Peter Schiff, president and CEO of investment firm Euro Pacific Capital, recently predicted that the gold price will reach $5,000 per ounce. That's hundreds of dollars away from its 2011 high point of about $1,900. Let us know if you agree in this survey.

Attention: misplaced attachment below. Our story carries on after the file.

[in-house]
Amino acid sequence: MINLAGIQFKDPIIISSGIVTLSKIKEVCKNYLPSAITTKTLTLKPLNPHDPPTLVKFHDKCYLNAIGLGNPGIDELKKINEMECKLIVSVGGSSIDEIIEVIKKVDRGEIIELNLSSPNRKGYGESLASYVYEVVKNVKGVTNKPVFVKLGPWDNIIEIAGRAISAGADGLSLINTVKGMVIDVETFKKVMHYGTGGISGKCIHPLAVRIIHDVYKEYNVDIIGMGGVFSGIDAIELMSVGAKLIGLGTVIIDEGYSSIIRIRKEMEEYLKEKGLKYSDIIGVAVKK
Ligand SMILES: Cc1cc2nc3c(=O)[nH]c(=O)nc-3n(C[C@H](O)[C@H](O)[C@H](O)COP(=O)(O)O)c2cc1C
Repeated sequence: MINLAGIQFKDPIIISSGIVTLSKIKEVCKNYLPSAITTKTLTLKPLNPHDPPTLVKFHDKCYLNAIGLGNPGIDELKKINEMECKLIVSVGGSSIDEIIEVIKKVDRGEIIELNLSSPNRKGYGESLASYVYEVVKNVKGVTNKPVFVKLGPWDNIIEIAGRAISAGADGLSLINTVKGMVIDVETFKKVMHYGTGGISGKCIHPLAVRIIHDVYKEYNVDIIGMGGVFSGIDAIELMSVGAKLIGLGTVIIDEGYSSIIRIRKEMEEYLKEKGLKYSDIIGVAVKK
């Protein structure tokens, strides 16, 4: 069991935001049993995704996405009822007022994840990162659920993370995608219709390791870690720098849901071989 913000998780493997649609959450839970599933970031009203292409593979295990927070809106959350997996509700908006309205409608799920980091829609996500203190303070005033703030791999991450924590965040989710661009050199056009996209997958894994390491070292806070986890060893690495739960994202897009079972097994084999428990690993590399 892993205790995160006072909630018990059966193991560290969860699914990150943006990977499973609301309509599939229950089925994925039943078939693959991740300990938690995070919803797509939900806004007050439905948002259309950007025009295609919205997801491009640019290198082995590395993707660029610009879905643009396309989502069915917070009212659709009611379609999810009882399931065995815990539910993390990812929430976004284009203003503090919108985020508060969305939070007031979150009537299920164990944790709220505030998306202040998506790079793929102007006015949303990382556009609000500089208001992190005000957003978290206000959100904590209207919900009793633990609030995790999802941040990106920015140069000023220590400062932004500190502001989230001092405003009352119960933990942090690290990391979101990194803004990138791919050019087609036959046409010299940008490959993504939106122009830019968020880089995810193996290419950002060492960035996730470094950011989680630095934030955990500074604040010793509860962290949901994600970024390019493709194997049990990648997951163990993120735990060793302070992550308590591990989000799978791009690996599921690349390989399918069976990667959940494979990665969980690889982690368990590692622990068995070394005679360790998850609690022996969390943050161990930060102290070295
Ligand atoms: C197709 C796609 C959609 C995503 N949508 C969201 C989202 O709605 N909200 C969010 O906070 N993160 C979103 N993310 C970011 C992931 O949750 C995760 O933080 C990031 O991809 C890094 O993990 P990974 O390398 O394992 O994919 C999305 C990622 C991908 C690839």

The gold price has been faring well lately, closing Monday at $1,225.50 per ounce. That's up significantly from $1,177.90, where it sat at the beginning of May. In large part it's data out of the US that's been driving the yellow metal upward. For instance, jobs data released during the first week of May revealed only a small gain in employment numbers in April, increasing investors' expectations that a Federal Reserve rate hike will be kept at bay. The next week news hit that US retail sales for April were unmoved. They've now been either down or flat in four out of five months, and the announcement reignited fears that the nation's economy has yet to recover. That's all certainly been a boon for the gold price, which tends to thrive during economic uncertainty. But how high can the yellow metal rise? Here, Resource Investing News takes a look at a prediction put forward recently by Peter Schiff, president and CEO of investment firm Euro Pacific Capital. $5,000 gold? As a recent MarketWatch article points out, Schiff has long been a gold bull, and in past years has called for the yellow metal to reach extreme heights. Interestingly, the fact that no such rise has yet materialized has not swayed his opinion — just last week he said he sees the gold price climbing to $5,000. Putting that price in context, the news outlet notes that while the metal is up about 3 percent year-to-date, it's hundreds of dollars away from its 2011 high point of about $1,900. And of course in turn $1,900 is a far cry from $5,000. So what's behind Schiff's forecast of $5,000? Summing it up, MarketWatch states that it's largely based on the fact that he doesn't see the Fed's interest rate increase coming through. He believes the central bank ultimately won't bump the interest rate up, and told the news outlet, "[w]e'll always have to do [quantitative easing] to offset the damage from the previous QE."